We have KN95 face filtering respirators (FFRs) from China. What is OSHA’s guidance about a written respiratory plan and fit test for respirators?
In the April 3, 2020 enforcement memorandum, Federal OSHA explains why a written respiratory plan and fit test are required with the use of FFRs and air-purifying elastomeric respirators that are certified under certain standards in other countries or jurisdictions. During shortages, Federal OSHA permits the use of alternative respiratory protective measures when the assigned protection factor from these devices is greater than or equal to 10, and KN95s are included on the list.
Consider documenting your employer’s good faith effort to use other protective measures (e.g. partitions), to implement the CDC’s strategies to monitor and prioritize the use of supplies, and to obtain other appropriate alternative FFRs, reusable elastomeric respirators, or PAPRs.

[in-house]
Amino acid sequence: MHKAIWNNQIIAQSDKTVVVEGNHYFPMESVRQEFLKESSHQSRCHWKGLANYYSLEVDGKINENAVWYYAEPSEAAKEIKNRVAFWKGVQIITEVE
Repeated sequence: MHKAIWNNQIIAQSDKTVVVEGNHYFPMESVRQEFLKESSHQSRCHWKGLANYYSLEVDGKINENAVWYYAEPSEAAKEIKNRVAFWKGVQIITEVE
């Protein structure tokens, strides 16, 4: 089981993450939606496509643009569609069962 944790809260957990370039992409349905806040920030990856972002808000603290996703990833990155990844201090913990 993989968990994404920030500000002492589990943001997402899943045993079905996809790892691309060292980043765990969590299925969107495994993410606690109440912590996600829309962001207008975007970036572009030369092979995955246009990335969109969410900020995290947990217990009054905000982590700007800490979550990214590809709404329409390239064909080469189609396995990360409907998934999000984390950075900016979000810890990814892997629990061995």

Are there certain hacker groups that target the healthcare industry?
Health IT Security mentions 5 hacker groups that target the healthcare industries in a recent article. The Maze hacking group was the 1st to successfully use double extortion which is when hackers gain quick access into networks through vulnerable devices and exfiltrate sensitive data. Other groups like NetWalker, REvil, Pysa, and SunCrypt hackers soon followed. The Dark Overlord (TDO) is another notorious hacking group.
Covered entities and business associates continue to pay large settlements because they fail to conduct a risk analysis, implement risk management and audit controls and implement sufficient security measures to reasonably reduce risks and vulnerabilities. Insufficient attention to these areas could undermine the security of any business.